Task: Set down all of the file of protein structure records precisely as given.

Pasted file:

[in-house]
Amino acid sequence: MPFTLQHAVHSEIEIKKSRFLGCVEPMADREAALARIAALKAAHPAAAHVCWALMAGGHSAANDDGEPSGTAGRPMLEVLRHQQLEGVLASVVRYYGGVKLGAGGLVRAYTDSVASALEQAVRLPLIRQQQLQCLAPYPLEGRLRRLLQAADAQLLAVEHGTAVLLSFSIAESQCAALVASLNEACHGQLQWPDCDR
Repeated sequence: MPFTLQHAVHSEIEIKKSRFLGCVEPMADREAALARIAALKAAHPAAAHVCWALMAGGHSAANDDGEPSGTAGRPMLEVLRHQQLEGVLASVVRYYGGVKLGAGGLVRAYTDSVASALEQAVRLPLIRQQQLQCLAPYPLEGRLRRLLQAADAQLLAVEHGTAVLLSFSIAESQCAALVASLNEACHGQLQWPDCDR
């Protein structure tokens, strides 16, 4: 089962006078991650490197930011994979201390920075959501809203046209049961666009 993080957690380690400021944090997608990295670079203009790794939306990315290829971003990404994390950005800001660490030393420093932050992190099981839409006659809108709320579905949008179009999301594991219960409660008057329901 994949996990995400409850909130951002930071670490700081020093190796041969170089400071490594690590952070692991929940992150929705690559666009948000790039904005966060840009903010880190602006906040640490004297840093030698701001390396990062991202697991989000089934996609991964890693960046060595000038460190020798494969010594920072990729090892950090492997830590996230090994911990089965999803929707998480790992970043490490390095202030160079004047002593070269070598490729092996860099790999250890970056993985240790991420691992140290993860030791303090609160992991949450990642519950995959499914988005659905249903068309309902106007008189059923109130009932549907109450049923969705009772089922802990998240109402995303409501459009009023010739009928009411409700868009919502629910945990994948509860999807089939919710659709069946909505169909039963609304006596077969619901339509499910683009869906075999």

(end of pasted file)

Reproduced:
[in-house]
Amino acid sequence: MPFTLQHAVHSEIEIKKSRFLGCVEPMADREAALARIAALKAAHPAAAHVCWALMAGGHSAANDDGEPSGTAGRPMLEVLRHQQLEGVLASVVRYYGGVKLGAGGLVRAYTDSVASALEQAVRLPLIRQQQLQCLAPYPLEGRLRRLLQAADAQLLAVEHGTAVLLSFSIAESQCAALVASLNEACHGQLQWPDCDR
Repeated sequence: MPFTLQHAVHSEIEIKKSRFLGCVEPMADREAALARIAALKAAHPAAAHVCWALMAGGHSAANDDGEPSGTAGRPMLEVLRHQQLEGVLASVVRYYGGVKLGAGGLVRAYTDSVASALEQAVRLPLIRQQQLQCLAPYPLEGRLRRLLQAADAQLLAVEHGTAVLLSFSIAESQCAALVASLNEACHGQLQWPDCDR
């Protein structure tokens, strides 16, 4: 089962006078991650490197930011994979201390920075959501809203046209049961666009 993080957690380690400021944090997608990295670079203009790794939306990315290829971003990404994390950005800001660490030393420093932050992190099981839409006659809108709320579905949008179009999301594991219960409660008057329901 994949996990995400409850909130951002930071670490700081020093190796041969170089400071490594690590952070692991929940992150929705690559666009948000790039904005966060840009903010880190602006906040640490004297840093030698701001390396990062991202697991989000089934996609991964890693960046060595000038460190020798494969010594920072990729090892950090492997830590996230090994911990089965999803929707998480790992970043490490390095202030160079004047002593070269070598490729092996860099790999250890970056993985240790991420691992140290993860030791303090609160992991949450990642519950995959499914988005659905249903068309309902106007008189059923109130009932549907109450049923969705009772089922802990998240109402995303409501459009009023010739009928009411409700868009919502629910945990994948509860999807089939919710659709069946909505169909039963609304006596077969619901339509499910683009869906075999």